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Arthur Lovejoy – A bestiary of metaphysical pathos

June 30, 2014

“‘Metaphysical pathos’ is exemplified in any description of the nature of things, any characterization of the world to which one belongs, in terms which, like the words of a poem, awaken through their associations, and through a sort of empathy which they engender, a congenial mood or tone of feeling on the part of the philosopher or his readers…

There is, in the first place, the pathos of sheer obscurity, the loveliness of the incomprehensible, which has, I fear, stood many a philosopher in good stead with his public, even though he was innocent of intending any such effect. … [A]n agreeable feeling at once of awe and of exaltation comes over [the reader] as he contemplates thoughts of so immeasurable a profundity – their profundity being convincingly evidenced to him by the fact that he can see no bottom to them…

Akin to this is the pathos of the esoteric…. [Thus Schelling, Hegel, and Bergson] satisfied the human craving for this experience, by representing the central insight of their philosophy as a thing to be reached, not through a consecutive progress of thought guided by the ordinary logic available to every man, but through a sudden leap whereby one rises to a plane of insight wholly different in its principles from the level of the mere understanding…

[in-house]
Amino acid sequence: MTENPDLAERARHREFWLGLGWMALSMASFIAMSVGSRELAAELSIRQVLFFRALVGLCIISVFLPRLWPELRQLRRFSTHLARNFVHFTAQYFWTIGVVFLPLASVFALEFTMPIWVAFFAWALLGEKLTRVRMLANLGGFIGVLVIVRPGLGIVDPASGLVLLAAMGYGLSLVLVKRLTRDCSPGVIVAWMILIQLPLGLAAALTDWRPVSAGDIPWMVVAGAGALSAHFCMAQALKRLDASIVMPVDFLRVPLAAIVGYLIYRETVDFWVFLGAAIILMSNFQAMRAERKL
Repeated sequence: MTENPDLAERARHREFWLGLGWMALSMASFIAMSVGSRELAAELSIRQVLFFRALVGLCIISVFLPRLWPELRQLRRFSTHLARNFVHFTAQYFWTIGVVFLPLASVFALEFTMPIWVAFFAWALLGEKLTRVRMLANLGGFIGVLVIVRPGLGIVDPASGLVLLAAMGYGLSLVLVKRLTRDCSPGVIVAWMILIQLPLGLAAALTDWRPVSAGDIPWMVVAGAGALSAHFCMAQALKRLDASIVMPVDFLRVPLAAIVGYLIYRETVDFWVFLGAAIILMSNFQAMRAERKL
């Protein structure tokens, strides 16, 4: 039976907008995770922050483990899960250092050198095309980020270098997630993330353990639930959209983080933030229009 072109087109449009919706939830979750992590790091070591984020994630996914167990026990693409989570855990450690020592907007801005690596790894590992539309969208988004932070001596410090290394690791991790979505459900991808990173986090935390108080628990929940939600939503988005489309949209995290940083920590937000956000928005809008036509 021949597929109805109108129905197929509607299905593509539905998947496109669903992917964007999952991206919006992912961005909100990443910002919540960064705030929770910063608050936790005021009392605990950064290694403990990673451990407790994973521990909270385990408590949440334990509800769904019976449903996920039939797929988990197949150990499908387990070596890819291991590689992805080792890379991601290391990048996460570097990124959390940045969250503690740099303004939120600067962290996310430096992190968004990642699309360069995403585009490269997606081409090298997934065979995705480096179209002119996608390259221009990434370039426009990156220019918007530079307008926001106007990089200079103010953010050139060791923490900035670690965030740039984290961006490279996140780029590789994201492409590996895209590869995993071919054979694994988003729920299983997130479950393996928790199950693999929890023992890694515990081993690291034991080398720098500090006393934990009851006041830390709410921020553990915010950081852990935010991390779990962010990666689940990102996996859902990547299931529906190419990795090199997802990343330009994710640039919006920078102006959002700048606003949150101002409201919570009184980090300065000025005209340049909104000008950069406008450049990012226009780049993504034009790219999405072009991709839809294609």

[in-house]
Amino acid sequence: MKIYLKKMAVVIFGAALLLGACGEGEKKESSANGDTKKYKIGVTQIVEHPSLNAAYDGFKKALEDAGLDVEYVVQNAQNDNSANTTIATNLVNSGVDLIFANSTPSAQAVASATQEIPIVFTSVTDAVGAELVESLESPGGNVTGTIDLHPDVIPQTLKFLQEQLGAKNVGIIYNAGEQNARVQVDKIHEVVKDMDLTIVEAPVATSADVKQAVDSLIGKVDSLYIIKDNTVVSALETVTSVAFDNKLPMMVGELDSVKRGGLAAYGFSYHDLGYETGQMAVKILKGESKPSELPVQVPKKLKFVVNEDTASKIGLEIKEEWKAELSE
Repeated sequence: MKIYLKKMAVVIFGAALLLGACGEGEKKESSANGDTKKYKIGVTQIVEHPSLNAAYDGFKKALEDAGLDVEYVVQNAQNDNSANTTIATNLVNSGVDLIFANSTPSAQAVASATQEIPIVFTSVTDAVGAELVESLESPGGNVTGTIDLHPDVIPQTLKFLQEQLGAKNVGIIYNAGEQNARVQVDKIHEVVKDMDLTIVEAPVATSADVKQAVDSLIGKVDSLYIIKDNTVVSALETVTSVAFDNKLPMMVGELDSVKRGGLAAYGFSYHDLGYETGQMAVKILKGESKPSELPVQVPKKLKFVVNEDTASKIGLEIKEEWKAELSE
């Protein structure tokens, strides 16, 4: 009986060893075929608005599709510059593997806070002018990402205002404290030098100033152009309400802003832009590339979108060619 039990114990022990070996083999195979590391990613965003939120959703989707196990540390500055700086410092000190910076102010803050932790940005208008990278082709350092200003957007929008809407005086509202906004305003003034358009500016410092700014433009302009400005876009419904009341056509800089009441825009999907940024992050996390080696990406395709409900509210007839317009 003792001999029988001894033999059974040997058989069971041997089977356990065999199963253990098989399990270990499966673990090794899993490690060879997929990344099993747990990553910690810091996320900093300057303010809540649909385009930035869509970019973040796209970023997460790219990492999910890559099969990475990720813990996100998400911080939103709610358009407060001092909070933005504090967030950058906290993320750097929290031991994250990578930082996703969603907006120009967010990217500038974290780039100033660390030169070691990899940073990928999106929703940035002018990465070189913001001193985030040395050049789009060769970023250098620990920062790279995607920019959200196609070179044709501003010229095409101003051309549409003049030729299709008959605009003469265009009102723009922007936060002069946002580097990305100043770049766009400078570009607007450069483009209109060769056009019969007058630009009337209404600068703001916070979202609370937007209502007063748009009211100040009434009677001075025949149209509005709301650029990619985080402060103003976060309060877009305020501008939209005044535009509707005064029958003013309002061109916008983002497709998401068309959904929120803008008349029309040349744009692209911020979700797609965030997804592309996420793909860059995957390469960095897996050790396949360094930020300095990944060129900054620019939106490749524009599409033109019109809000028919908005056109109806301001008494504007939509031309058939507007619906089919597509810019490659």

A potent variety is the eternalistic pathos – the aesthetic pleasure which the bare abstract idea of immutability gives us…. It is not self-evident that remaining forever unchanged should be regarded as an excellence…

[There is] the monistic or pantheistic pathos. That it should afford so many people a peculiar satisfaction to say that All is One is, as William James once remarked, a rather puzzling thing… [Of course, there is] a welcome sense of freedom, arising from a triumph over, or an absolution from, the troublesome cleavages and disjunctions of things. To recognize that things which we have hitherto kept apart in our minds are somehow the same thing – that, of itself, is normally an agreeable experience for human beings…

Distinct from the monistic pathos is the voluntaristic… Here it is the response of our active and volitional nature, perhaps even, as the phrase goes, of our fighting blood, which is aroused by the character which is ascribed to the total universe with which we feel ourselves consubstantial…

The susceptibility to different sorts of metaphysical pathos plays, I am convinced, a great part, both in the formation of philosophical systems by subtly guiding many a philosopher’s logic, and in partially causing the vogue and influence of different philosophies among groups or generations which they have affected.”

(from The Great Chain of Being [1936])


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